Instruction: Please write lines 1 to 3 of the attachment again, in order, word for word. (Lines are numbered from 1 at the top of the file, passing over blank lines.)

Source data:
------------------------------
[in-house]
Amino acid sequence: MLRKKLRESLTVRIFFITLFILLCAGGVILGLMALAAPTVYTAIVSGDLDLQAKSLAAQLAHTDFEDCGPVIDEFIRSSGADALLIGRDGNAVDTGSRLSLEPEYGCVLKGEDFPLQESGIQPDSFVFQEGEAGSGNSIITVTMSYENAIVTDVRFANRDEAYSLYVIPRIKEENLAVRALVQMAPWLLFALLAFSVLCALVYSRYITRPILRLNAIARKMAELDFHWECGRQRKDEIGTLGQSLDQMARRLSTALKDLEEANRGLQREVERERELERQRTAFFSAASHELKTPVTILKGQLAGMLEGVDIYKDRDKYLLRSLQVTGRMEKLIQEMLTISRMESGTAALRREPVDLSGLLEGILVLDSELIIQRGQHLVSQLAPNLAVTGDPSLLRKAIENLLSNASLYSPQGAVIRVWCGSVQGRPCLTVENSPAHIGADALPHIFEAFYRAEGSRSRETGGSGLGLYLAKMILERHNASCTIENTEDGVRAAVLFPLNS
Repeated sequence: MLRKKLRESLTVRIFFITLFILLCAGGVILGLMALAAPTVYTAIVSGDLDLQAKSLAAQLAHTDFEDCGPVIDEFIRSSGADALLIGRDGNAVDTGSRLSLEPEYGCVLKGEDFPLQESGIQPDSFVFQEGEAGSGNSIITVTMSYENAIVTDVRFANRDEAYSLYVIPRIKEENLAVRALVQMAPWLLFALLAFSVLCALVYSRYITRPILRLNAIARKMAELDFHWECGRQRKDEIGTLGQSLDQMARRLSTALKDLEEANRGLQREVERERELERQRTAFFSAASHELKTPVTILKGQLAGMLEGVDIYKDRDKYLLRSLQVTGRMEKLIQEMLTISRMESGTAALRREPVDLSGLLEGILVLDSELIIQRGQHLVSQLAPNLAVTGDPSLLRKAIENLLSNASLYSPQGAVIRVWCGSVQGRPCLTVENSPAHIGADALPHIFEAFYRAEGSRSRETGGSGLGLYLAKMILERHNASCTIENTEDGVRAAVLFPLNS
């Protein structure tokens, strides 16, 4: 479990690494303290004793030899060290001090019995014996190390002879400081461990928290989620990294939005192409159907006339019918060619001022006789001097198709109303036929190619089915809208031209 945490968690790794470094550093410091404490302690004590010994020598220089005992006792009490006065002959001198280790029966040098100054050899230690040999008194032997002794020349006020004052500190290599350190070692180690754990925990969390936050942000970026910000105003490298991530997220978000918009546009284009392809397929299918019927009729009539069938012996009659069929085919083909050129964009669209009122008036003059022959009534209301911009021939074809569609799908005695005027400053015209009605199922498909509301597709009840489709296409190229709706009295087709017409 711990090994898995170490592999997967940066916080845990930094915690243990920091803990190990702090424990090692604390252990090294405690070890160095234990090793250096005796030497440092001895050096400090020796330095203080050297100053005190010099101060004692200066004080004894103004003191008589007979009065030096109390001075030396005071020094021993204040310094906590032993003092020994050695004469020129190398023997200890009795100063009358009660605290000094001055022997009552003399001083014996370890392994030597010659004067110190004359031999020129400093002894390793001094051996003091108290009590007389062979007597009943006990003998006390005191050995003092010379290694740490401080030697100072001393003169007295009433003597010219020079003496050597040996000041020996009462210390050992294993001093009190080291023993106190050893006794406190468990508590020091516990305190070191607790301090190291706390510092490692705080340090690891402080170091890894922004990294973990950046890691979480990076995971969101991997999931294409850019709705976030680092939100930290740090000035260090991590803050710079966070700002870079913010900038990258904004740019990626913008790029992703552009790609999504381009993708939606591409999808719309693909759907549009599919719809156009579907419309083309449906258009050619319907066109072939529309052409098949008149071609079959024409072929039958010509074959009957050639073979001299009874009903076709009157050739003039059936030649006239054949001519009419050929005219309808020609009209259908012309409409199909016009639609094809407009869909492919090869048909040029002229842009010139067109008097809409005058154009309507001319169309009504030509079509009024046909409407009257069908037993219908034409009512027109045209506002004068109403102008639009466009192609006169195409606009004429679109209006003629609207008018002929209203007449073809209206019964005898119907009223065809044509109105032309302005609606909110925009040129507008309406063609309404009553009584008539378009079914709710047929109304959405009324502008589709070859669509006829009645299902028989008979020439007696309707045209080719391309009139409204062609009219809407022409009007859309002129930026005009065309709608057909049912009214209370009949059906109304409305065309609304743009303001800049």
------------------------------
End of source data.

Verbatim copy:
[in-house]
Amino acid sequence: MLRKKLRESLTVRIFFITLFILLCAGGVILGLMALAAPTVYTAIVSGDLDLQAKSLAAQLAHTDFEDCGPVIDEFIRSSGADALLIGRDGNAVDTGSRLSLEPEYGCVLKGEDFPLQESGIQPDSFVFQEGEAGSGNSIITVTMSYENAIVTDVRFANRDEAYSLYVIPRIKEENLAVRALVQMAPWLLFALLAFSVLCALVYSRYITRPILRLNAIARKMAELDFHWECGRQRKDEIGTLGQSLDQMARRLSTALKDLEEANRGLQREVERERELERQRTAFFSAASHELKTPVTILKGQLAGMLEGVDIYKDRDKYLLRSLQVTGRMEKLIQEMLTISRMESGTAALRREPVDLSGLLEGILVLDSELIIQRGQHLVSQLAPNLAVTGDPSLLRKAIENLLSNASLYSPQGAVIRVWCGSVQGRPCLTVENSPAHIGADALPHIFEAFYRAEGSRSRETGGSGLGLYLAKMILERHNASCTIENTEDGVRAAVLFPLNS
Repeated sequence: MLRKKLRESLTVRIFFITLFILLCAGGVILGLMALAAPTVYTAIVSGDLDLQAKSLAAQLAHTDFEDCGPVIDEFIRSSGADALLIGRDGNAVDTGSRLSLEPEYGCVLKGEDFPLQESGIQPDSFVFQEGEAGSGNSIITVTMSYENAIVTDVRFANRDEAYSLYVIPRIKEENLAVRALVQMAPWLLFALLAFSVLCALVYSRYITRPILRLNAIARKMAELDFHWECGRQRKDEIGTLGQSLDQMARRLSTALKDLEEANRGLQREVERERELERQRTAFFSAASHELKTPVTILKGQLAGMLEGVDIYKDRDKYLLRSLQVTGRMEKLIQEMLTISRMESGTAALRREPVDLSGLLEGILVLDSELIIQRGQHLVSQLAPNLAVTGDPSLLRKAIENLLSNASLYSPQGAVIRVWCGSVQGRPCLTVENSPAHIGADALPHIFEAFYRAEGSRSRETGGSGLGLYLAKMILERHNASCTIENTEDGVRAAVLFPLNS